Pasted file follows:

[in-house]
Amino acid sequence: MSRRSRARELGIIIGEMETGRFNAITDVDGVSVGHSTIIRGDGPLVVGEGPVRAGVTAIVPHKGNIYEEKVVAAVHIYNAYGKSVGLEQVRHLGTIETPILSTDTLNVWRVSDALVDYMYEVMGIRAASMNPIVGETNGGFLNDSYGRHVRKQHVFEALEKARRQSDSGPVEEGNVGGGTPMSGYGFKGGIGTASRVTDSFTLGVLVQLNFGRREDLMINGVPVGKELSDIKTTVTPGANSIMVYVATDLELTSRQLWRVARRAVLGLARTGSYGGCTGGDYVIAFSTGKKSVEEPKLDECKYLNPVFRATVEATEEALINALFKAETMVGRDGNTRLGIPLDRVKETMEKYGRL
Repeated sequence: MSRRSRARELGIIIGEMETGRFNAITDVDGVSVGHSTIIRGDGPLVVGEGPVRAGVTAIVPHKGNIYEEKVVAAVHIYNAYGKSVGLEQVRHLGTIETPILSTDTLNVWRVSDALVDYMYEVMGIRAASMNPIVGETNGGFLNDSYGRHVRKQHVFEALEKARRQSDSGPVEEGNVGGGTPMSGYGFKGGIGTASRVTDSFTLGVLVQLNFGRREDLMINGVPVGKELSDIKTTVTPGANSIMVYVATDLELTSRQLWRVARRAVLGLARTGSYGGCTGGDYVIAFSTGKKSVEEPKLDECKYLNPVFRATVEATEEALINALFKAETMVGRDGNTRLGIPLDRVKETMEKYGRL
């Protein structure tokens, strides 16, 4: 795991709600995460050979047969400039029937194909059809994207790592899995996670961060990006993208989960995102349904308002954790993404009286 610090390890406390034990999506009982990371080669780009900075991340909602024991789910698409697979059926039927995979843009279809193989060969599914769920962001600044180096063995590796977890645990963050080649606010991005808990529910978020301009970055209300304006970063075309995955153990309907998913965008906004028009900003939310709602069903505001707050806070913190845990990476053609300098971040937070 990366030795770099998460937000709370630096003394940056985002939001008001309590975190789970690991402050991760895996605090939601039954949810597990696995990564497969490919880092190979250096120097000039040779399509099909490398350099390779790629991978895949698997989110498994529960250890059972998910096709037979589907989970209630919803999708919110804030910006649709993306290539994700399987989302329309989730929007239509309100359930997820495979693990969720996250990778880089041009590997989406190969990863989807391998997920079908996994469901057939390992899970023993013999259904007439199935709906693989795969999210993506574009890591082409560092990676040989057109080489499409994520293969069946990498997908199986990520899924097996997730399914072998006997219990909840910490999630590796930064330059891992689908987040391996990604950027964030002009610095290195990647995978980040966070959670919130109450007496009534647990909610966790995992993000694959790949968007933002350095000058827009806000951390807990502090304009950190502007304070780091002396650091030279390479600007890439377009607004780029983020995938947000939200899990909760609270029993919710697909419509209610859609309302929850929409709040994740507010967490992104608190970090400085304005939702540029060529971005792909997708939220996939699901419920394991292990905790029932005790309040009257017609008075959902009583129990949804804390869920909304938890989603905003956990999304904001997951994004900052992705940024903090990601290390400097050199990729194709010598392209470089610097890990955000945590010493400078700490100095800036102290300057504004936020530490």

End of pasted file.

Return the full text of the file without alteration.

[in-house]
Amino acid sequence: MSRRSRARELGIIIGEMETGRFNAITDVDGVSVGHSTIIRGDGPLVVGEGPVRAGVTAIVPHKGNIYEEKVVAAVHIYNAYGKSVGLEQVRHLGTIETPILSTDTLNVWRVSDALVDYMYEVMGIRAASMNPIVGETNGGFLNDSYGRHVRKQHVFEALEKARRQSDSGPVEEGNVGGGTPMSGYGFKGGIGTASRVTDSFTLGVLVQLNFGRREDLMINGVPVGKELSDIKTTVTPGANSIMVYVATDLELTSRQLWRVARRAVLGLARTGSYGGCTGGDYVIAFSTGKKSVEEPKLDECKYLNPVFRATVEATEEALINALFKAETMVGRDGNTRLGIPLDRVKETMEKYGRL
Repeated sequence: MSRRSRARELGIIIGEMETGRFNAITDVDGVSVGHSTIIRGDGPLVVGEGPVRAGVTAIVPHKGNIYEEKVVAAVHIYNAYGKSVGLEQVRHLGTIETPILSTDTLNVWRVSDALVDYMYEVMGIRAASMNPIVGETNGGFLNDSYGRHVRKQHVFEALEKARRQSDSGPVEEGNVGGGTPMSGYGFKGGIGTASRVTDSFTLGVLVQLNFGRREDLMINGVPVGKELSDIKTTVTPGANSIMVYVATDLELTSRQLWRVARRAVLGLARTGSYGGCTGGDYVIAFSTGKKSVEEPKLDECKYLNPVFRATVEATEEALINALFKAETMVGRDGNTRLGIPLDRVKETMEKYGRL
């Protein structure tokens, strides 16, 4: 795991709600995460050979047969400039029937194909059809994207790592899995996670961060990006993208989960995102349904308002954790993404009286 610090390890406390034990999506009982990371080669780009900075991340909602024991789910698409697979059926039927995979843009279809193989060969599914769920962001600044180096063995590796977890645990963050080649606010991005808990529910978020301009970055209300304006970063075309995955153990309907998913965008906004028009900003939310709602069903505001707050806070913190845990990476053609300098971040937070 990366030795770099998460937000709370630096003394940056985002939001008001309590975190789970690991402050991760895996605090939601039954949810597990696995990564497969490919880092190979250096120097000039040779399509099909490398350099390779790629991978895949698997989110498994529960250890059972998910096709037979589907989970209630919803999708919110804030910006649709993306290539994700399987989302329309989730929007239509309100359930997820495979693990969720996250990778880089041009590997989406190969990863989807391998997920079908996994469901057939390992899970023993013999259904007439199935709906693989795969999210993506574009890591082409560092990676040989057109080489499409994520293969069946990498997908199986990520899924097996997730399914072998006997219990909840910490999630590796930064330059891992689908987040391996990604950027964030002009610095290195990647995978980040966070959670919130109450007496009534647990909610966790995992993000694959790949968007933002350095000058827009806000951390807990502090304009950190502007304070780091002396650091030279390479600007890439377009607004780029983020995938947000939200899990909760609270029993919710697909419509209610859609309302929850929409709040994740507010967490992104608190970090400085304005939702540029060529971005792909997708939220996939699901419920394991292990905790029932005790309040009257017609008075959902009583129990949804804390869920909304938890989603905003956990999304904001997951994004900052992705940024903090990601290390400097050199990729194709010598392209470089610097890990955000945590010493400078700490100095800036102290300057504004936020530490």